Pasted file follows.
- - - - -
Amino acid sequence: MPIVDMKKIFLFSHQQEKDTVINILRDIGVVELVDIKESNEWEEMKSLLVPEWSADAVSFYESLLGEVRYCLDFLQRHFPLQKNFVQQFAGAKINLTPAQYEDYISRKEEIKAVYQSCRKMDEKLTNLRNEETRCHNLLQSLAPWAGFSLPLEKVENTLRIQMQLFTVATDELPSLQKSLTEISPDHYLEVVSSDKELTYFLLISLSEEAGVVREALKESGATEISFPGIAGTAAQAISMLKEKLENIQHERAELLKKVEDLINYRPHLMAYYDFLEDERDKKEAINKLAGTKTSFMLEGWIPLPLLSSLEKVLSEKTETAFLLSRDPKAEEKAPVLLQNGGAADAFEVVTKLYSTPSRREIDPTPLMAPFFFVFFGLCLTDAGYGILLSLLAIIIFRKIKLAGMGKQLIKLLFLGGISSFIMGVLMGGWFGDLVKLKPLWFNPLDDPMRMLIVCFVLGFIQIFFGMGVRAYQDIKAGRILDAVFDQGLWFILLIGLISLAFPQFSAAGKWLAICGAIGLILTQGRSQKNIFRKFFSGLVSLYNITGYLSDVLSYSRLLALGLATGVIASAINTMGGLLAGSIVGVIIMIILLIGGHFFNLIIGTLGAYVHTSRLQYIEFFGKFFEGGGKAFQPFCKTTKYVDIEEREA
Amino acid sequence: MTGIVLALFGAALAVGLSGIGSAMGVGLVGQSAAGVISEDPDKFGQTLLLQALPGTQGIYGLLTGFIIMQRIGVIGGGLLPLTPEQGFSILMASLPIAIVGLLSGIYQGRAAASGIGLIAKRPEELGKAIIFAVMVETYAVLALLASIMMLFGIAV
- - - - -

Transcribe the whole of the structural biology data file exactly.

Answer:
Amino acid sequence: MPIVDMKKIFLFSHQQEKDTVINILRDIGVVELVDIKESNEWEEMKSLLVPEWSADAVSFYESLLGEVRYCLDFLQRHFPLQKNFVQQFAGAKINLTPAQYEDYISRKEEIKAVYQSCRKMDEKLTNLRNEETRCHNLLQSLAPWAGFSLPLEKVENTLRIQMQLFTVATDELPSLQKSLTEISPDHYLEVVSSDKELTYFLLISLSEEAGVVREALKESGATEISFPGIAGTAAQAISMLKEKLENIQHERAELLKKVEDLINYRPHLMAYYDFLEDERDKKEAINKLAGTKTSFMLEGWIPLPLLSSLEKVLSEKTETAFLLSRDPKAEEKAPVLLQNGGAADAFEVVTKLYSTPSRREIDPTPLMAPFFFVFFGLCLTDAGYGILLSLLAIIIFRKIKLAGMGKQLIKLLFLGGISSFIMGVLMGGWFGDLVKLKPLWFNPLDDPMRMLIVCFVLGFIQIFFGMGVRAYQDIKAGRILDAVFDQGLWFILLIGLISLAFPQFSAAGKWLAICGAIGLILTQGRSQKNIFRKFFSGLVSLYNITGYLSDVLSYSRLLALGLATGVIASAINTMGGLLAGSIVGVIIMIILLIGGHFFNLIIGTLGAYVHTSRLQYIEFFGKFFEGGGKAFQPFCKTTKYVDIEEREA
Amino acid sequence: MTGIVLALFGAALAVGLSGIGSAMGVGLVGQSAAGVISEDPDKFGQTLLLQALPGTQGIYGLLTGFIIMQRIGVIGGGLLPLTPEQGFSILMASLPIAIVGLLSGIYQGRAAASGIGLIAKRPEELGKAIIFAVMVETYAVLALLASIMMLFGIAV